Campus News in Brief

[BOLD]Former envoy to Africa joins faculty[BOLD]

Carnegie Mellon has recently welcomed Jendayi Frazer, the U.S. assistant secretary of state for African affairs under the George W. Bush administration, onto the university staff.

Frazer has become a distinguished public service professor in both the department of social and decision sciences and in the H. John Heinz III College’s School of Public Policy and Management.

In her time with the State Department, Frazer was instrumental in several diplomatic arrangements. She has assisted with reconciliation efforts in Somalia, with the 2007 post-election Kenyan debates, in discussion with Zimbabwe president Robert Mugabe, and in the establishment of democratic governments in Liberia, Sierra Leone, and the Democratic Republic of Congo.

Before she was appointed as the assistant secretary of state for African affairs, Frazer served as U.S. ambassador to South Africa and special assistant to the president and senior director of African affairs at the National Security Council.

Prior to joining the Bush administration, Frazer was a public policy professor at Harvard University’s John F. Kennedy School of Government.

She also has experience teaching at the University of Denver and serving as a guest fellow at Stanford University, where she obtained her bachelor’s in political science and African studies, her masters, and, ultimately, a Ph.D in political science.

[BOLD]University gains research partner[BOLD]

In January, Lockheed Martin announced a research partnership with Carnegie Mellon in the development of its OMEGA services, an enterprise planning network.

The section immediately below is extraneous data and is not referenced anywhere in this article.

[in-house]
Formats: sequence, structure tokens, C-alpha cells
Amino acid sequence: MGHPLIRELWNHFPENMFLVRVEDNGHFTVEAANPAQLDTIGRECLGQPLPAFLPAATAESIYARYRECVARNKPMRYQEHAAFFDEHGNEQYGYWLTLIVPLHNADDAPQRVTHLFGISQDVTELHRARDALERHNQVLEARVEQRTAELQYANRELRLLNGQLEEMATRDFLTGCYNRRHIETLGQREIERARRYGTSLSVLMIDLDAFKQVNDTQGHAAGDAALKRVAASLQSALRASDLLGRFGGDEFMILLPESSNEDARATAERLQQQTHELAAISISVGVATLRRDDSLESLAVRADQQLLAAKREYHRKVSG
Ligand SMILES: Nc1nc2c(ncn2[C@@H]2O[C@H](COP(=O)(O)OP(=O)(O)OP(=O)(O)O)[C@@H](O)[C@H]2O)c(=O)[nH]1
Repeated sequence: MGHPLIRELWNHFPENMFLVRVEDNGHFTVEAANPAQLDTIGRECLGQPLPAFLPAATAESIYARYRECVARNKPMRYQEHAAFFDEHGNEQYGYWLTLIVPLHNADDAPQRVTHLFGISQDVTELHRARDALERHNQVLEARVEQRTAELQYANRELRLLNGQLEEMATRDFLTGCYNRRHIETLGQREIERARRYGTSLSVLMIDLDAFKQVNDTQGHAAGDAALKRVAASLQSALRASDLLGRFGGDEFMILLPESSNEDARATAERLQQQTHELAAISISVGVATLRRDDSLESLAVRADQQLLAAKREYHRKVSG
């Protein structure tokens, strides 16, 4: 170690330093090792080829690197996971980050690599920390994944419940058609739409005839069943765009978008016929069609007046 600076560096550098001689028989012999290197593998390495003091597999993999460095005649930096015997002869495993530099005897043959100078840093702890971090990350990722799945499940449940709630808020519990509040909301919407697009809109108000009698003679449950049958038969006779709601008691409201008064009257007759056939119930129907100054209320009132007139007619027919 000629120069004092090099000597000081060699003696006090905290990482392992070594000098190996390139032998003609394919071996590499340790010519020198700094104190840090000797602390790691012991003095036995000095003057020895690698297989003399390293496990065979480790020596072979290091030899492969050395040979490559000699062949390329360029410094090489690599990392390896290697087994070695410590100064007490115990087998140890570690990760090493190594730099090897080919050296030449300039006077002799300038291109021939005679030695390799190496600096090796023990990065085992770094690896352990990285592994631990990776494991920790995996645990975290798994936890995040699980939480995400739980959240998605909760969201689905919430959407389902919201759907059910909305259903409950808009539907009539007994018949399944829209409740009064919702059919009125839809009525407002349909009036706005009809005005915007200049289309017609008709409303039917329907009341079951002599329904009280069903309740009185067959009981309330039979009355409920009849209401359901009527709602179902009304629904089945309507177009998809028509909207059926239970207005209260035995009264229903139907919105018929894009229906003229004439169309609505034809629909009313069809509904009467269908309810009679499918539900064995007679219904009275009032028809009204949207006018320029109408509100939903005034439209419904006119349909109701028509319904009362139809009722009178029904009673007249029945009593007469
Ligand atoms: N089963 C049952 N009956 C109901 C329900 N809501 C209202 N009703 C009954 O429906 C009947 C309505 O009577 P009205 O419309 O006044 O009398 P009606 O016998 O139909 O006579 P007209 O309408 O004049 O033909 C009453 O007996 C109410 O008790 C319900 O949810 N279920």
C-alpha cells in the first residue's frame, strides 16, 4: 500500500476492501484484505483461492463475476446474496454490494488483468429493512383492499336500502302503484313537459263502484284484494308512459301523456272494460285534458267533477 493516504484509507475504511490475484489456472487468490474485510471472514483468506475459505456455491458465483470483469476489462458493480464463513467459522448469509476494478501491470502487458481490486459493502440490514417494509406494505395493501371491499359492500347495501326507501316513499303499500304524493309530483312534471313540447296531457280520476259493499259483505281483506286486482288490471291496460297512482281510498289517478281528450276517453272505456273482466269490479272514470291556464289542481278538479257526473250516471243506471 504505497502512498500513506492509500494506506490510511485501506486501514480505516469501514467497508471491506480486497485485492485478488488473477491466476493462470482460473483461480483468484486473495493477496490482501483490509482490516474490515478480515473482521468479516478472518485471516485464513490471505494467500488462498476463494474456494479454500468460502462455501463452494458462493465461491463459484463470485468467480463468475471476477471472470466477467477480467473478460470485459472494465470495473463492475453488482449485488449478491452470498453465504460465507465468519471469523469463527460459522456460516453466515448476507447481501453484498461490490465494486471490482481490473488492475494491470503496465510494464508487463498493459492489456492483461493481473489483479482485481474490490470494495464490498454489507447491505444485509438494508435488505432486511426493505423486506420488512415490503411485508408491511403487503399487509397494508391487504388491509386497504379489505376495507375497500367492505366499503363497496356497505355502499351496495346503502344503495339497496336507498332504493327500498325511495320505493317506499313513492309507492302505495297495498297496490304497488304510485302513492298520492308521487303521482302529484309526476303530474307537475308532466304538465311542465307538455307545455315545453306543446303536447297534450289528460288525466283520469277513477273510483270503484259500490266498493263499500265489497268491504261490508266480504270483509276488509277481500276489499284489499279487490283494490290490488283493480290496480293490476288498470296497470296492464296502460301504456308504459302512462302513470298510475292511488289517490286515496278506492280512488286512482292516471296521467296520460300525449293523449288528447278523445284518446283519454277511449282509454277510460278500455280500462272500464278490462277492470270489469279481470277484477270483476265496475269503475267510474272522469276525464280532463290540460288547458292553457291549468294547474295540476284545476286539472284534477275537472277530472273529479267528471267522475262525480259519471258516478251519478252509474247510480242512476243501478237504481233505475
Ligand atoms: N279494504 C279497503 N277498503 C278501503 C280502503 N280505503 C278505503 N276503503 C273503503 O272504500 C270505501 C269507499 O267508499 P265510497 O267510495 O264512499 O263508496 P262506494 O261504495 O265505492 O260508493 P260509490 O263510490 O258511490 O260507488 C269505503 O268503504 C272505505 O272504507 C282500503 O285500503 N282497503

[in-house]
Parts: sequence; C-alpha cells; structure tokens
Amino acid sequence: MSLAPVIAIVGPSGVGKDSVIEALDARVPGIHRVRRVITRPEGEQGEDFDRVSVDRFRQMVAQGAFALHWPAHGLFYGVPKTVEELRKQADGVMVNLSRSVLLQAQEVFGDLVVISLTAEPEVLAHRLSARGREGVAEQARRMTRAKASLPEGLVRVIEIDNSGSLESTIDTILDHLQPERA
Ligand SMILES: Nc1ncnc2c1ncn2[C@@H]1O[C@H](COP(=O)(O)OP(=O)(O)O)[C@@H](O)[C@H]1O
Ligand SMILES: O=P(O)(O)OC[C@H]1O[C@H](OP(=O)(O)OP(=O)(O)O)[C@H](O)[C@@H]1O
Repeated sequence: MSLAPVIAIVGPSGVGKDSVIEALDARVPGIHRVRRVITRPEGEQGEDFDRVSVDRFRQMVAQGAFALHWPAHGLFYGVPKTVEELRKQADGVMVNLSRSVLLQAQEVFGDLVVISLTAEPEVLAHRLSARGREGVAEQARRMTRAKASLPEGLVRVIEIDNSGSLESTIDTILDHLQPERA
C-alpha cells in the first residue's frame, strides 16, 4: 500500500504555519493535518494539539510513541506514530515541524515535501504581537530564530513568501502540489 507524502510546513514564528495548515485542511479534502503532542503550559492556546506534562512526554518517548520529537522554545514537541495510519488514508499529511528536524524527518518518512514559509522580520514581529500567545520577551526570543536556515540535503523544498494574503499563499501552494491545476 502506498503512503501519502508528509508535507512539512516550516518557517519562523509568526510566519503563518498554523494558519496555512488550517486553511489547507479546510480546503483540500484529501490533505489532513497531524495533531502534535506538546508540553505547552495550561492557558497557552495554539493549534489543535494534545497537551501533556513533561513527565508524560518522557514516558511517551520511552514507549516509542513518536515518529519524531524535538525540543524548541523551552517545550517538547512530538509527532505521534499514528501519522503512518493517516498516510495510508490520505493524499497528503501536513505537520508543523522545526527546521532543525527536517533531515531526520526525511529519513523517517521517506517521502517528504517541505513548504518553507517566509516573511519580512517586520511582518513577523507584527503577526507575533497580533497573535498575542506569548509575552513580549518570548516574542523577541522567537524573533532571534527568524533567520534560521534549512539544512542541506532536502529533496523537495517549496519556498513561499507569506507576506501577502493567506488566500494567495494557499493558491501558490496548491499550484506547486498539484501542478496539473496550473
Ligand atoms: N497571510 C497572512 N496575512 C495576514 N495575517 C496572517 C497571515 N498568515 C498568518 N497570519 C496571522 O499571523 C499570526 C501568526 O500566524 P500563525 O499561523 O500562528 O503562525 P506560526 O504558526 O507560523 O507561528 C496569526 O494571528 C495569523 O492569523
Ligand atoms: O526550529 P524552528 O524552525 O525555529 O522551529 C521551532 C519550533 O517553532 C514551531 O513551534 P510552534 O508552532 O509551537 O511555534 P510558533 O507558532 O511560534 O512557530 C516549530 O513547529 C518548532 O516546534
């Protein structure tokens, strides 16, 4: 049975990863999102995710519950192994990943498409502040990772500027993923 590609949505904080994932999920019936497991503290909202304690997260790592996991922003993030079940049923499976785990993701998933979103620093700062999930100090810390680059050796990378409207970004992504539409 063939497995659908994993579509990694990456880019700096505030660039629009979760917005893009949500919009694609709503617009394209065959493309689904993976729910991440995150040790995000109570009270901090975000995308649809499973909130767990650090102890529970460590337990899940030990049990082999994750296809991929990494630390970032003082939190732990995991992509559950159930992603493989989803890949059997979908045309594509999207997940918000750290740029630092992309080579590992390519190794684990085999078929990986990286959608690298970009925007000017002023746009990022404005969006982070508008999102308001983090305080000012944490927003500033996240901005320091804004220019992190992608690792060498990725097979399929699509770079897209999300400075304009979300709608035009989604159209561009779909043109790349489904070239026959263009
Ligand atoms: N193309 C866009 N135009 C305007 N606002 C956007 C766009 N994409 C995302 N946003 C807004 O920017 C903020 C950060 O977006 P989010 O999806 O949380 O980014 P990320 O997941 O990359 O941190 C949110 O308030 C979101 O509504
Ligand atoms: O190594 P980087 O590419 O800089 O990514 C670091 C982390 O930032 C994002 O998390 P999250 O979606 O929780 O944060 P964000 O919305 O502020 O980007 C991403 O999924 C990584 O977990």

Throughout the calendar year, Lockheed Martin will be funding $640,000 of research at Carnegie Mellon’s Entertainment Technology Center. Lockheed Martin picked the university for its ability to combine innovative technologies with systems engineering concepts, and hopes to see the fusion of the two in their software.

OMEGA is not only an enterprise planning service, but also assists in management, optimization, and integration capabilities. Lockheed Martin plans to update this software with the help of Carnegie Mellon’s patented Synthetic Interview tool.

The interview device transforms database information into a video persona with which the person accessing it can have a conversation. Carnegie Mellon will add to the system and interview tool with modeling and simulation analysis that it has already put to the test in video gaming advances.

Carnegie Mellon’s Entertainment Technology Center was the brainchild of late Carnegie Mellon computer science professor and inspirational speaker Randy Pausch.